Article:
Celgene said it will weigh whether to continue its clinical program for GED-0301 (mongersen)—for which it committed up to $2.6 billion in 2014—following the Crohn’s disease candidate’s failure in a Phase III trial and a Phase III extension study.

The biotech giant said yesterday it was ending the Phase III REVOLVE trial (CD-002; NCT 02596893) and the Phase III SUSTAIN extension trial (CD-004; NCT02641392). Celegene said its decisions came at the recommendation of the study’s data monitoring committee, which carried out an interim futility analysis assessing overall risk and benefit.

In an announcement and a regulatory filing, Celgene shed no light on how GED-0301 failed REVOLVE or SUSTAIN.

REVOLVE’s primary endpoint was the proportion of patients achieving clinical remission as defined by stool frequency and abdominal pain (in the U.S.), and by the Crohn's Disease Activity Index (CDAI) elsewhere in the world. During the trial, launched in December 2015, an estimated 1064 patients were to be randomized to either GED-0301 or placebo. REVOLVE’s estimated primary completion date was September 28, 2018, Celgene said on the trial’s ClinicalTrials.gov page, last updated September 29.

SUSTAIN was intended to assess long-term safety data of GED-0301 for up to four years in adult patients who participated in REVOLVE and were to take part in a since-scrapped Phase III study, DEFINE (CD-003), as well as adolescents ages 12 to 17 who were to participate in DEFINE. SUSTAIN’s primary endpoint was the type, frequency, and severity of adverse events, and its relationship to investigational product, discontinuation due to adverse events, and clinically significant changes in electrocardiograms, vital signs, and/or laboratory findings.

Celgene said it will abort DEFINE—which like REVOLVE had been intended to assess GED-0301 in Crohn’s—and study the full dataset from a Phase II study evaluating GED-0301 in ulcerative colitis (UC; NCT02601300) before determining next steps.

Assessing Financial Impacts

“We are continuing to assess the financial impacts of discontinuing the Trials,” Celgene stated in a regulatory filing.

In that filing, Celgene disclosed that it will incur a charge against fourth-quarter 2017 earnings related to significant impairment of GED-0301, an in-process R&D asset whose value the company stated was approximately $1.6 billion, as well as wind-down costs associated with ending the trials and related development activity, to be partially offset by a “significant” reduction in its approximately $1.4 billion of GED-0301–contingent consideration liabilities.

“The exact amount of the net pre-tax charge to earnings has not yet been determined, but is estimated to be in the range of $300 million to $500 million, or $0.27 to $0.45 per diluted share after tax,” Celgene stated. “Approximately 50[%] of the net charge will require cash payments.”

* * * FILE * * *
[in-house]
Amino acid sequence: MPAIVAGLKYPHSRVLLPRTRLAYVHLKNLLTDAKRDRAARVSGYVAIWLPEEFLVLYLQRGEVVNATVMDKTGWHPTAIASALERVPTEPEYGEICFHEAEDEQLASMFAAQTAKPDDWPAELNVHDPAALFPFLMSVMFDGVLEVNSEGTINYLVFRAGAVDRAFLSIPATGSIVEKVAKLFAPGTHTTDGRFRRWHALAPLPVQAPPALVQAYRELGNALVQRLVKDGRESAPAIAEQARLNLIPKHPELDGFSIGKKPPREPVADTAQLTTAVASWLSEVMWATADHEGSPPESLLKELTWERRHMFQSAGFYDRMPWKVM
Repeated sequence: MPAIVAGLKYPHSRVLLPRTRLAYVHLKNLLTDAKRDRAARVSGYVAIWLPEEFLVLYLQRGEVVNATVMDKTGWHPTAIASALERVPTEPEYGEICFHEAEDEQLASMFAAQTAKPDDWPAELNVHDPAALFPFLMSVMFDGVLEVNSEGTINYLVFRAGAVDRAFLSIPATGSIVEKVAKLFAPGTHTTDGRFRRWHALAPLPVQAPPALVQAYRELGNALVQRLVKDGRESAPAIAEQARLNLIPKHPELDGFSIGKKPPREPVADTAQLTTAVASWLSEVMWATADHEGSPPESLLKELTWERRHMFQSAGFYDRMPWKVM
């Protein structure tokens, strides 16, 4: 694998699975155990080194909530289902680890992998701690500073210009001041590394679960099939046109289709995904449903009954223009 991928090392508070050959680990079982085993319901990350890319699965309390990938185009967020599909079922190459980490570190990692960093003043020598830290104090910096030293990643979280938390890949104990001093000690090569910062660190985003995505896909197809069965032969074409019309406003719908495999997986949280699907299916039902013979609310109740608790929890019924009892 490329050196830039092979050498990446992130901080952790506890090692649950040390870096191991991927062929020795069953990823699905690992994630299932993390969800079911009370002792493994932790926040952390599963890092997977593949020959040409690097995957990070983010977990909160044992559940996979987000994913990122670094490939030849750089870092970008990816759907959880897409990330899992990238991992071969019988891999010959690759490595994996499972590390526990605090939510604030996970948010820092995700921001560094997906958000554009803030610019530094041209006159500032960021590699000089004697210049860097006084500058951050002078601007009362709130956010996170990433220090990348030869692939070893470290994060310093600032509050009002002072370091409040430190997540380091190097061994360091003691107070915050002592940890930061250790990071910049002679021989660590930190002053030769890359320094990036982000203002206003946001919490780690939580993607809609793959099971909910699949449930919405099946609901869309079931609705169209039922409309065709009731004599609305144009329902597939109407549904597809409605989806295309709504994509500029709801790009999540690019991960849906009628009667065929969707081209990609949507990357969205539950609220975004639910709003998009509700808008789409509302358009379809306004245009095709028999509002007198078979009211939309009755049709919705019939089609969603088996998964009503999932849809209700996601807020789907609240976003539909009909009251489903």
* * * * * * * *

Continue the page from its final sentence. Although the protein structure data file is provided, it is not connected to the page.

GED-0301 is a first-in-class oral antisense DNA oligonucleotide targeting Smad7 mRNA. Celgene acquired rights to develop and commercialize GED-0301 from Nogra Pharma in 2014 for $710 million upfront, up to $815 million in payments tied to regulatory and development milestones, and up to $1.05 billion in aggregate tiered sales milestone payments if annual net sales reach $4 billion.

In its announcement yesterday, Celgene cited the progress of two pipeline candidates with gastrointestinal indications. One is Otezla® (apremilast), for which a Phase II trial (UC-001) in UC is ongoing with data expected by year-end 2017.

Should results prove positive, Celgene said, a broad Phase III program in UC could begin in 2018.

Looking to Ozanimod

The other pipeline candidate is ozanimod, an oral, once-daily, selective sphingosine 1-phosphate 1 and 5 receptor modulator being developed for Crohn’s and UC, as well as relapsing multiple sclerosis (MS). Celgene inherited ozanimod when it acquired Receptos in 2015 for about $7.2 billion.

Celgene says it still expects to launch a Phase III trial “in the next few months” assessing ozanimod in Crohn’s. Earlier this month, it presented two-year data from the Phase II TOUCHSTONE trial in UC and Phase II data from the STEPSTONE trial in Crohn’s at the World Congress of Gastroenterology meeting. Ozanimod is also under study for UC in the Phase III TRUENORTH trial.

“Despite the likely termination of the GED-0301 program, we still believe that ozanimod will be a meaningful contributor to long-term revenues due to differentiation on cardiac safety versus Gilenya® [fingolimod],” Canaccord Genuity analyst John Newman, Ph.D., said in a note to investors.

Celgene said yesterday that it plans to present data showing that ozanimod does not impact cytotoxic T-lymphocyte function in vitro, thus showing differentiation from Novartis-owned Gilenya’s activity on SET-PP2A. Ozanimod has been projected by EvaluatePharma to reach $2.1 billion in revenues by 2022.

“We continue to expect positive data from the Phase [III] RADIANCE study in MS for ozanimod at ECTRIMS, the European Committee for Treatement and Research in Multiple Sclerosis, which should bolster ozanimod’s approval prospect,” Dr. Newman said. He added that Celgene is expected to submit by year’s end a New Drug Application to the FDA for ozanimod for relapsing MS.

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